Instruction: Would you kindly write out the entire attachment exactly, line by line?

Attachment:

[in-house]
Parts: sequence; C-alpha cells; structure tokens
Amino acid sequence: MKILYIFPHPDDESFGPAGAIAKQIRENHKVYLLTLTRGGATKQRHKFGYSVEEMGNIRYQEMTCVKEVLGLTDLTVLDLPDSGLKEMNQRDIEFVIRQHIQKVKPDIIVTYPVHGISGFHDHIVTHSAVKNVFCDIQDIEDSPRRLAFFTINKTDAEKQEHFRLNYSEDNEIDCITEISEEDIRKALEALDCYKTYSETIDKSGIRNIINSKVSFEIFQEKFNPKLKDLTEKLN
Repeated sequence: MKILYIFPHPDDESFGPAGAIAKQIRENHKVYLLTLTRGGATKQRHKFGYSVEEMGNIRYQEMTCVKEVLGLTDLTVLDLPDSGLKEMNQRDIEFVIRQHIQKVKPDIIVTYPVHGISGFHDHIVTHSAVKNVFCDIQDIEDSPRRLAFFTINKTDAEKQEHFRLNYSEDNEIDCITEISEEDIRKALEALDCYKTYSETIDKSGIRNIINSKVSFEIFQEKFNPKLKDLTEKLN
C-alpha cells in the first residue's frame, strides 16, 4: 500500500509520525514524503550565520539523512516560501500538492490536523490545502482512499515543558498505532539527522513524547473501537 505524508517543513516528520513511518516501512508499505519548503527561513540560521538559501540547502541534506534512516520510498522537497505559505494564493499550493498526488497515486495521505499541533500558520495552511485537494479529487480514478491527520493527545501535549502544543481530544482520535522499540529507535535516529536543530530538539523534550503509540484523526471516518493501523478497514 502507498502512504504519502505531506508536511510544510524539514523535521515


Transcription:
[in-house]
Parts: sequence; C-alpha cells; structure tokens
Amino acid sequence: MKILYIFPHPDDESFGPAGAIAKQIRENHKVYLLTLTRGGATKQRHKFGYSVEEMGNIRYQEMTCVKEVLGLTDLTVLDLPDSGLKEMNQRDIEFVIRQHIQKVKPDIIVTYPVHGISGFHDHIVTHSAVKNVFCDIQDIEDSPRRLAFFTINKTDAEKQEHFRLNYSEDNEIDCITEISEEDIRKALEALDCYKTYSETIDKSGIRNIINSKVSFEIFQEKFNPKLKDLTEKLN
Repeated sequence: MKILYIFPHPDDESFGPAGAIAKQIRENHKVYLLTLTRGGATKQRHKFGYSVEEMGNIRYQEMTCVKEVLGLTDLTVLDLPDSGLKEMNQRDIEFVIRQHIQKVKPDIIVTYPVHGISGFHDHIVTHSAVKNVFCDIQDIEDSPRRLAFFTINKTDAEKQEHFRLNYSEDNEIDCITEISEEDIRKALEALDCYKTYSETIDKSGIRNIINSKVSFEIFQEKFNPKLKDLTEKLN
C-alpha cells in the first residue's frame, strides 16, 4: 500500500509520525514524503550565520539523512516560501500538492490536523490545502482512499515543558498505532539527522513524547473501537 505524508517543513516528520513511518516501512508499505519548503527561513540560521538559501540547502541534506534512516520510498522537497505559505494564493499550493498526488497515486495521505499541533500558520495552511485537494479529487480514478491527520493527545501535549502544543481530544482520535522499540529507535535516529536543530530538539523534550503509540484523526471516518493501523478497514 502507498502512504504519502505531506508536511510544510524539514523535521515